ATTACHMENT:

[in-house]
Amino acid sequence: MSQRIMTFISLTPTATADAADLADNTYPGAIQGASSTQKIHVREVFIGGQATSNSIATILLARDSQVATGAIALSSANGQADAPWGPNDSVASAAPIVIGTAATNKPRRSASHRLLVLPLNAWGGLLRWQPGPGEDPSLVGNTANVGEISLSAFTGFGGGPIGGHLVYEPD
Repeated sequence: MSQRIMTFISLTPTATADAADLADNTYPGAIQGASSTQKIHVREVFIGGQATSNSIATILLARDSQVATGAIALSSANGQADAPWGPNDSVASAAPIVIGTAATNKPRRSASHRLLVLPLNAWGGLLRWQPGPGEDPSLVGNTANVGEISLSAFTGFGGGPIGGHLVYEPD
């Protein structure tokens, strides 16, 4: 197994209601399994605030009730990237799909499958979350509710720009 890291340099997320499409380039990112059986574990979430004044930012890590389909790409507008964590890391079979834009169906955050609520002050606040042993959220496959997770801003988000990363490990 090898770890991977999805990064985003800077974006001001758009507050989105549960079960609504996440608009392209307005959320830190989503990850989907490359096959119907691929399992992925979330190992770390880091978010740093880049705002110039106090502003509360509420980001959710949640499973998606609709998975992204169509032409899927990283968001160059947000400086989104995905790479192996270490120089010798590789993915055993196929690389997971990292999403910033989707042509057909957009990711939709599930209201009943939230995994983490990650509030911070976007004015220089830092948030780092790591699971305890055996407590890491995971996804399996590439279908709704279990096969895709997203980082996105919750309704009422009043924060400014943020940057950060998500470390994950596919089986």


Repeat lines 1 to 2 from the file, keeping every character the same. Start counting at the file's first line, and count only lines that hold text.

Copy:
[in-house]
Amino acid sequence: MSQRIMTFISLTPTATADAADLADNTYPGAIQGASSTQKIHVREVFIGGQATSNSIATILLARDSQVATGAIALSSANGQADAPWGPNDSVASAAPIVIGTAATNKPRRSASHRLLVLPLNAWGGLLRWQPGPGEDPSLVGNTANVGEISLSAFTGFGGGPIGGHLVYEPD